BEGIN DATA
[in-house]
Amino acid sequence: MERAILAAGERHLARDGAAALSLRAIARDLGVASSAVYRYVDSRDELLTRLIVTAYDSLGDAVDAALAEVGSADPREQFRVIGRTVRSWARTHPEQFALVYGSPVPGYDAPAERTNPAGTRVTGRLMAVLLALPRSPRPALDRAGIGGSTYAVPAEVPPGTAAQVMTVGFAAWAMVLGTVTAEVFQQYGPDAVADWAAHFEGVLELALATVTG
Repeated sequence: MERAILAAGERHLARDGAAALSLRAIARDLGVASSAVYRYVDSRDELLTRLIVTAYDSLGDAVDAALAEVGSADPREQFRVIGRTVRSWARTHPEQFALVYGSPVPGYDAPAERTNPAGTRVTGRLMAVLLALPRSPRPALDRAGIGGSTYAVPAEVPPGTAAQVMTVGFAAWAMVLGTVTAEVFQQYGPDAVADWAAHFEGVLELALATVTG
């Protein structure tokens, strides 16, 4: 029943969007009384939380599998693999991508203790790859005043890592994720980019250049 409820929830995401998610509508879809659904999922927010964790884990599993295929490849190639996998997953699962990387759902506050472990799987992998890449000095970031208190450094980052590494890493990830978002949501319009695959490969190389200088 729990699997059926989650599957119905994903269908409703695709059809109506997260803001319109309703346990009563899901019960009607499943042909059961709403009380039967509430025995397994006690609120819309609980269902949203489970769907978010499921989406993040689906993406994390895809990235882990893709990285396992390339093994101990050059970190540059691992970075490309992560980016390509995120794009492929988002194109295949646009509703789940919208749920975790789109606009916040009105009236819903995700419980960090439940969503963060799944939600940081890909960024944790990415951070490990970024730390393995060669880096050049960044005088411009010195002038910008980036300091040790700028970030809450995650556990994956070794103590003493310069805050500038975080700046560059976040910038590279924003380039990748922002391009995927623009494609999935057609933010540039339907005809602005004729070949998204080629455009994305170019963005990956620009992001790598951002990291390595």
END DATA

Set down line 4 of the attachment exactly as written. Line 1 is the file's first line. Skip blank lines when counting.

């Protein structure tokens, strides 16, 4: 029943969007009384939380599998693999991508203790790859005043890592994720980019250049 409820929830995401998610509508879809659904999922927010964790884990599993295929490849190639996998997953699962990387759902506050472990799987992998890449000095970031208190450094980052590494890493990830978002949501319009695959490969190389200088 729990699997059926989650599957119905994903269908409703695709059809109506997260803001319109309703346990009563899901019960009607499943042909059961709403009380039967509430025995397994006690609120819309609980269902949203489970769907978010499921989406993040689906993406994390895809990235882990893709990285396992390339093994101990050059970190540059691992970075490309992560980016390509995120794009492929988002194109295949646009509703789940919208749920975790789109606009916040009105009236819903995700419980960090439940969503963060799944939600940081890909960024944790990415951070490990970024730390393995060669880096050049960044005088411009010195002038910008980036300091040790700028970030809450995650556990994956070794103590003493310069805050500038975080700046560059976040910038590279924003380039990748922002391009995927623009494609999935057609933010540039339907005809602005004729070949998204080629455009994305170019963005990956620009992001790598951002990291390595």